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The Texas Speleological Survey (TSS) is a non-profit corporation established in 1960 to collect, organize, and maintain information on Texas caves and karst (the term for a landscape likely to contain caves). . . . [read more]
Next TSS Event
The next meeting of the Board of Directors will be held in the TSS Office at the JJ Pickle Research Campus on Saturday, 28 January 2016, starting at 10 AM: TSS Office MAP.Meeting Contact: Jim Kennedy - Please notify us a week ahead so we know you're coming.
In memoriam: David McKenzie (14 December 2016)
The TSS Board has the unhappy task of notifying our readers about the death this week of director David McKenzie, a legend of Texas caving. Peter Sprouse wrote the following, for which we are all grateful. A memorial service will be planned for a later date.
From Peter Sprouse (15 December 2016)
I am very sad to report the passing from cancer of David McKenzie, author of the Walls cave mapping program. David worked continuously since the early 1970’s on cave mapping software, and his work benefited countless cavers around the world. He was a great personal friend to me, and was constantly assisting people with their cave cartography projects. He will be missed. David took steps to make sure that his programming code was preserved, and Andy Edwards has volunteered to lead a team to keep his software updated.
David began exploring caves with the University of Texas Speleological Society in the early 1960’s. This quickly developed into his primary focus, and as mathematics was his field of study, be began to work on computer programs for plotting cave survey data. Cave archives contain many finely drawn maps by David from Texas and Mexico. The most notable among these are from the many expeditions that he made along with James Reddell to the Yucatan Peninsula starting in the early 1970’s, to such places as the Grutas de Balankanche. David drove his Blazer across Mexico, exploring caves such as Sistema Purificación in Tamaulipas, which became the longest one known in Mexico. During that time, David had developed a computer program that he named Ellipse, which ran only on the mainframe computer at the University of Texas. This benefitted many cave exploration projects that were ongoing in Texas and Mexico. By the 1990’s he was hard at work on a personal computer version of his program, which he named Walls. This was the pinnacle of his life’s work, and has been of tremendous benefit to hundreds. For the past 20 years he has constantly maintained and improved Walls, never with any financial benefit whatsoever.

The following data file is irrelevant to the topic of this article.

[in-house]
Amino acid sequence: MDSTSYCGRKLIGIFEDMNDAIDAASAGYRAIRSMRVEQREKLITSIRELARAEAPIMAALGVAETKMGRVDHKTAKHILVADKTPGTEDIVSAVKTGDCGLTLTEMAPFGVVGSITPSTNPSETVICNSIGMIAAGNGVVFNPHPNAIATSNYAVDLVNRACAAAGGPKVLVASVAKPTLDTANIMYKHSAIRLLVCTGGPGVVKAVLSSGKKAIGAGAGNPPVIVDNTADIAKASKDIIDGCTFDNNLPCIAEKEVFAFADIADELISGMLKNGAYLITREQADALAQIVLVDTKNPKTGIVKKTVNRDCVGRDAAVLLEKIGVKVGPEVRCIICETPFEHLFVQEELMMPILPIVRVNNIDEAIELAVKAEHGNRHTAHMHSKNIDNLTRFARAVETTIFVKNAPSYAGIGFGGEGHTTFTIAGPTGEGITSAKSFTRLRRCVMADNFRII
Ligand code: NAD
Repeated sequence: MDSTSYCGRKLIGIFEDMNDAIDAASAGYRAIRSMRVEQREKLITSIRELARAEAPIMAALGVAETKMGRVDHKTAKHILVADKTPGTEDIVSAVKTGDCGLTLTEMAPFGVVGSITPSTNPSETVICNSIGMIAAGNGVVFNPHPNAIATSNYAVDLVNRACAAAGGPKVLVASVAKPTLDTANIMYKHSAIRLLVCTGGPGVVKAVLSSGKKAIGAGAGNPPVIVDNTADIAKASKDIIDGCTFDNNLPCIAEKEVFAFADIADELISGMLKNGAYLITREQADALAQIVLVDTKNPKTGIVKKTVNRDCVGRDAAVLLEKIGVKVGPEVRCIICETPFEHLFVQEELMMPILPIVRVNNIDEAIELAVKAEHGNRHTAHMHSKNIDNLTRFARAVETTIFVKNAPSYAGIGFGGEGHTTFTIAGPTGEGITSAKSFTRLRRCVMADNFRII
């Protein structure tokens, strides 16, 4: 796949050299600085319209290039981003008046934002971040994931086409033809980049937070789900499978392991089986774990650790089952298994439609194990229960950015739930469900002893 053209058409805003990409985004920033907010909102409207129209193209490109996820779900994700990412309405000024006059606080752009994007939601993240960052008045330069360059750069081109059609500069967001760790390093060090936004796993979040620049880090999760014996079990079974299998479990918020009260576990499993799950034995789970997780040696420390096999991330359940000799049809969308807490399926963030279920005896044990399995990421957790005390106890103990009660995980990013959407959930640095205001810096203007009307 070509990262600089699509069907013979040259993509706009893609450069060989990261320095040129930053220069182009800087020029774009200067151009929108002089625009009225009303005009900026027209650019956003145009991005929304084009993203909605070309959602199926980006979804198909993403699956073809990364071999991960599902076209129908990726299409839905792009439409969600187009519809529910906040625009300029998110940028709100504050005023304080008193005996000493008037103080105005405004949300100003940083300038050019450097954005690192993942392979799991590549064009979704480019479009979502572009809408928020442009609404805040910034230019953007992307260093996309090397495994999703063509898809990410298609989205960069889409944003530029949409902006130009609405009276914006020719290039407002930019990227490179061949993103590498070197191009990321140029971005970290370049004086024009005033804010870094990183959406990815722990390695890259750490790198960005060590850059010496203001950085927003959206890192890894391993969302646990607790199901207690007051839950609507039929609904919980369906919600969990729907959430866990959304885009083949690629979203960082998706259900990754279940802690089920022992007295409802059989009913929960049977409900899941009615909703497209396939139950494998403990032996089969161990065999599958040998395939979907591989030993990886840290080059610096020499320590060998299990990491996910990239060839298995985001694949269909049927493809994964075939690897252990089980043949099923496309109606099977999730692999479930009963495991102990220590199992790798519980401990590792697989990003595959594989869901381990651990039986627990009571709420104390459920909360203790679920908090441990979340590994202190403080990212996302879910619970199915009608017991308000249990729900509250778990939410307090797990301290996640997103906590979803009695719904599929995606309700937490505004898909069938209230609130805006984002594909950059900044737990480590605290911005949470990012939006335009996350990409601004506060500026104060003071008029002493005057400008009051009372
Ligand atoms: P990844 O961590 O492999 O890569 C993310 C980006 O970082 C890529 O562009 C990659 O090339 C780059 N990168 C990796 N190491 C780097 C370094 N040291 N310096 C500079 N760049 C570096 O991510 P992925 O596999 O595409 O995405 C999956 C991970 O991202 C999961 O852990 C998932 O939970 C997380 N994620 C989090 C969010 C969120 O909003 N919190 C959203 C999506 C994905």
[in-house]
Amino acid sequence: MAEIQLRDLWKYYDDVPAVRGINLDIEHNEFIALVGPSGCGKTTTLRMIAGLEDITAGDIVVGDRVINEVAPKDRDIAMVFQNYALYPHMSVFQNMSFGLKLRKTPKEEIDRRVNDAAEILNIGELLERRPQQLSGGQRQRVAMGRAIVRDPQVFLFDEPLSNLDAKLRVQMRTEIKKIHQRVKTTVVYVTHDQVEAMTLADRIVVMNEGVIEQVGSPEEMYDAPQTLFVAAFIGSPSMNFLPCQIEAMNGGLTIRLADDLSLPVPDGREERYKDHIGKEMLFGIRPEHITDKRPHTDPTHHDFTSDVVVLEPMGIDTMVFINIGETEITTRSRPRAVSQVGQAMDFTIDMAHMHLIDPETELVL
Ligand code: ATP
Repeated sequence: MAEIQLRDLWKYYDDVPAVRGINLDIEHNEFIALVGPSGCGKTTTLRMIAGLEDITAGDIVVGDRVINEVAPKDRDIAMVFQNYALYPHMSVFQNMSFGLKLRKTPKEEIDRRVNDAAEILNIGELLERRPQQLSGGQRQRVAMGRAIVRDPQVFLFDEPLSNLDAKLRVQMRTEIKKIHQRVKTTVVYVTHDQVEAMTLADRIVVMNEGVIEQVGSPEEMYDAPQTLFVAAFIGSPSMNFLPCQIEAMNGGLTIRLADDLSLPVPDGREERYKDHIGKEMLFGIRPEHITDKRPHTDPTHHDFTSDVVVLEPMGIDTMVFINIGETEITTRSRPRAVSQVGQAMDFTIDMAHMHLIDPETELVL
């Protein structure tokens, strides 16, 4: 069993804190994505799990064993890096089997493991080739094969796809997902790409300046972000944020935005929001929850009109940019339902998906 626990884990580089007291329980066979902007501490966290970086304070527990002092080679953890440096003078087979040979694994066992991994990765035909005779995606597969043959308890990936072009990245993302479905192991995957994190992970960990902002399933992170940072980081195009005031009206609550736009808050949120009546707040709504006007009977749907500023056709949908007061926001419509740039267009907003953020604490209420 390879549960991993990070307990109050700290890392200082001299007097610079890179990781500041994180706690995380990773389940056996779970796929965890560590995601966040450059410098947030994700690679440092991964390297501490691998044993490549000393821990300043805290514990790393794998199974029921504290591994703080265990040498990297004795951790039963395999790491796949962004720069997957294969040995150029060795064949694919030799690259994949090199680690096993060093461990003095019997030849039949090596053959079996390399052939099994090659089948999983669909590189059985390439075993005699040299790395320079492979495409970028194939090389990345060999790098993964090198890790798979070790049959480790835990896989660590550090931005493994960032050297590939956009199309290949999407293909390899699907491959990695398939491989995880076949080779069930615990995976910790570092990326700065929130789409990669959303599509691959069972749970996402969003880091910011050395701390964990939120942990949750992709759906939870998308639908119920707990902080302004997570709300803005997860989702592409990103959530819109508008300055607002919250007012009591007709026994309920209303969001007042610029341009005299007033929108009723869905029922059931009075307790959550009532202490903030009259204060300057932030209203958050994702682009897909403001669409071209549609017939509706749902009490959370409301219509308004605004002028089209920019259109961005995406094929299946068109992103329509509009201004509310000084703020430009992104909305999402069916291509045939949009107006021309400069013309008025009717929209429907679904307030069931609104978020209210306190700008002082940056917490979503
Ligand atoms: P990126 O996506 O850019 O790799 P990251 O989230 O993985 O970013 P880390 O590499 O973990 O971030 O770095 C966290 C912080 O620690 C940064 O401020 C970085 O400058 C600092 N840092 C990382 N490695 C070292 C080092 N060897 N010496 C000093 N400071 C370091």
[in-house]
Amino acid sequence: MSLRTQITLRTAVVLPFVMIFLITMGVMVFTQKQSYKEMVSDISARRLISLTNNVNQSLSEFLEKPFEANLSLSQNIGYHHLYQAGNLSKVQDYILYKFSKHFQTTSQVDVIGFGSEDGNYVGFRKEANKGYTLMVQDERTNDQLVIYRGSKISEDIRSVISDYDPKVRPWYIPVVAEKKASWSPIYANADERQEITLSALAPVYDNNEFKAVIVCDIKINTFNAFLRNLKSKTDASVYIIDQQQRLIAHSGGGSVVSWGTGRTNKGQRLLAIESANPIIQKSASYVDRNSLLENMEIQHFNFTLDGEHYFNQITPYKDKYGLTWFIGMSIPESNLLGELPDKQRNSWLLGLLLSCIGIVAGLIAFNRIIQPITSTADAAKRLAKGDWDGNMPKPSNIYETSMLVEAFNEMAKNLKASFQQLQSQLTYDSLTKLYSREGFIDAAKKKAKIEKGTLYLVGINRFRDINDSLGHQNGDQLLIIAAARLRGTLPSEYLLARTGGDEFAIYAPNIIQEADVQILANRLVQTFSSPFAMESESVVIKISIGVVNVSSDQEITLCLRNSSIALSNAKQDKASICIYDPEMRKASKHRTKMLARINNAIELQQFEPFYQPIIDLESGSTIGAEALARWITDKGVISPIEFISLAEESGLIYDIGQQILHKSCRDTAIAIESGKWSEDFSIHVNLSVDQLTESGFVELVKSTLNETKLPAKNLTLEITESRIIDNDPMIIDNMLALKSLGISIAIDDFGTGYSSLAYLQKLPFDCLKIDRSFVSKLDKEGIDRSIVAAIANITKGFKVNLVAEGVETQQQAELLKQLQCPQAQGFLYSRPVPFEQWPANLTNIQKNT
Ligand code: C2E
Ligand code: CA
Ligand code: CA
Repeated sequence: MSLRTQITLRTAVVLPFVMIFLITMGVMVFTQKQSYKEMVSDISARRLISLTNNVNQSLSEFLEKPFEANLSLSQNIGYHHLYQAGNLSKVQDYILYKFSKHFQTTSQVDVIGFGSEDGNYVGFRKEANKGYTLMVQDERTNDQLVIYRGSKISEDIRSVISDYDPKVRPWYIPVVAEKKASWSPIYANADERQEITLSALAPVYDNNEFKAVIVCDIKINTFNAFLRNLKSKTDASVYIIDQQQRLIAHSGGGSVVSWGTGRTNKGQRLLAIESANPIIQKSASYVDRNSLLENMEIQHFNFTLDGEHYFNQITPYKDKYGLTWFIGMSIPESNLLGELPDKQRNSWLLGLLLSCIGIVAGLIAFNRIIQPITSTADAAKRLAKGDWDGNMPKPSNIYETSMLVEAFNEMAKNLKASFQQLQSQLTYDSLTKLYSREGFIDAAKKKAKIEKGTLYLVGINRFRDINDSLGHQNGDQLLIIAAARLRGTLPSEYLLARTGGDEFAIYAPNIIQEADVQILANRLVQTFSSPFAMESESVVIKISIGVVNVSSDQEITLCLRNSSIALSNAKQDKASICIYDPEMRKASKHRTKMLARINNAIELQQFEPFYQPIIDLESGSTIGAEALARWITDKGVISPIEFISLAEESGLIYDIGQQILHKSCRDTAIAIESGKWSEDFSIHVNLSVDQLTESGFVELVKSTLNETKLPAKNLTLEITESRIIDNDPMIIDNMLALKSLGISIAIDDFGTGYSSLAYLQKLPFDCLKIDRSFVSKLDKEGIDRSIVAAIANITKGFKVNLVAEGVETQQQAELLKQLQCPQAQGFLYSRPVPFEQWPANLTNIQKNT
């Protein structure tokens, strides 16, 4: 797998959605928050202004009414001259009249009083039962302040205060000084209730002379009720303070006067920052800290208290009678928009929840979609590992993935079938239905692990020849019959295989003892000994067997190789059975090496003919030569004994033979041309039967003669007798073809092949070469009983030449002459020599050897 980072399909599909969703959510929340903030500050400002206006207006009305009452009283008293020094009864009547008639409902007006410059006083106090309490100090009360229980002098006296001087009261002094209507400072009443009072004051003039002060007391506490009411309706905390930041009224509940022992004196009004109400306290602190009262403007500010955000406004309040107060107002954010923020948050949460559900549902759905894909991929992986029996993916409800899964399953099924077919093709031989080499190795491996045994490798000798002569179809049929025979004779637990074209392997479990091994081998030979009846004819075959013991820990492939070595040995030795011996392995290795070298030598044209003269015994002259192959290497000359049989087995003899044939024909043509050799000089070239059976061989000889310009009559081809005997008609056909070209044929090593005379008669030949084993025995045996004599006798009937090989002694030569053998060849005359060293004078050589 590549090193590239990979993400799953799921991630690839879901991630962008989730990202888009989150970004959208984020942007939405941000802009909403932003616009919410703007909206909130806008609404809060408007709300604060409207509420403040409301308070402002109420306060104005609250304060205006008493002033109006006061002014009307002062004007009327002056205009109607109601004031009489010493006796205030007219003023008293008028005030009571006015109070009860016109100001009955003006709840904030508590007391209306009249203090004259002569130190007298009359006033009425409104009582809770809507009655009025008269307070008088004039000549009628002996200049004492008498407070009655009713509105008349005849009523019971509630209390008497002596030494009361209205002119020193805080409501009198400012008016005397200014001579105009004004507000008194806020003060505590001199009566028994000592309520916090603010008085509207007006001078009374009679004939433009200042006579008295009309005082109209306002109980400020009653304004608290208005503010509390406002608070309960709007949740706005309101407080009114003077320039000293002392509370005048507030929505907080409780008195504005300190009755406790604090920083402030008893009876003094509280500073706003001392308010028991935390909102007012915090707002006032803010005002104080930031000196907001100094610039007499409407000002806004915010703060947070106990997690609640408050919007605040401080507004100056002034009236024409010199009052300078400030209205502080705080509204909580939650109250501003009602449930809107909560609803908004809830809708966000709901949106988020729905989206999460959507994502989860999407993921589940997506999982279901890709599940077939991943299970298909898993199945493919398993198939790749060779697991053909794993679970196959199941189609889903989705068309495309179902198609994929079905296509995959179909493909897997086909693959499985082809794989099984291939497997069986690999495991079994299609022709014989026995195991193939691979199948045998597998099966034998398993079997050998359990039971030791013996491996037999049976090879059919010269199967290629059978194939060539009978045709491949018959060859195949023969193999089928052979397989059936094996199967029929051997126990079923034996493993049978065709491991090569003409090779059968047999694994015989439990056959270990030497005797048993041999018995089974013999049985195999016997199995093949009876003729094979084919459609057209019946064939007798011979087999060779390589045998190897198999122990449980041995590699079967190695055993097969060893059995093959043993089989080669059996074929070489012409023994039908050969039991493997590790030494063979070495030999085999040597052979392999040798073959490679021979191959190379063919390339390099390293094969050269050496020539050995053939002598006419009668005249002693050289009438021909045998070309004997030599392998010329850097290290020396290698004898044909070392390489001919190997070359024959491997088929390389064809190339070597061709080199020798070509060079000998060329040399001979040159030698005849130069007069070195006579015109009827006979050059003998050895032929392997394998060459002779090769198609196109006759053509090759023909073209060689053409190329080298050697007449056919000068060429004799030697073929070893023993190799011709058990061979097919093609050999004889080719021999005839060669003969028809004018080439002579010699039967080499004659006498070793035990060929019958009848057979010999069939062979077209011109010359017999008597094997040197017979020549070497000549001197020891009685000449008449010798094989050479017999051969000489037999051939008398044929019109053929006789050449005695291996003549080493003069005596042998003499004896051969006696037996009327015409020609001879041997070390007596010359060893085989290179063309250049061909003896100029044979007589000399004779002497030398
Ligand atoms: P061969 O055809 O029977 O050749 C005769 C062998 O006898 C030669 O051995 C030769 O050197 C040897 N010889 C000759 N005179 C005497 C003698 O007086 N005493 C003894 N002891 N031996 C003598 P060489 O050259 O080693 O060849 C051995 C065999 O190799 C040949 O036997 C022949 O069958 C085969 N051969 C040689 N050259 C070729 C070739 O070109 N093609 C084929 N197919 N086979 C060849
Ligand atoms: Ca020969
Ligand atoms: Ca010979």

David long had an interest in supporting the Texas Speleological Survey, which maintains state cave data. In doing so, he saw the need to develop additional software to support their data gathering mission. So he created Wallsmap, a simple and effective GIS program for cavers. David put an enormous amount of his time into gathering and organizing Texas cave data using Wallsmap. David always made himself available to assist his user base in answering questions and solving problems. He worked nearly every day, serving the caving community, spending way too much time in front of a computer no doubt. We were so fortunate to have him with us, in so many ways.
The Board adds that David also wrote the program that allows people to search the bibliographic files for both Texas caves and the North American Biospeleology Bibliography. This extracts the complete bibliographic citations for any cave, author, or subject. He also wrote the program BioExport that allows production of species lists from a Word document containing cave records for any cave in Texas. This could easily be adapted for any area.
MASTHEAD PHOTO: Government Canyon Blowhole: photo by Marvin Miller|
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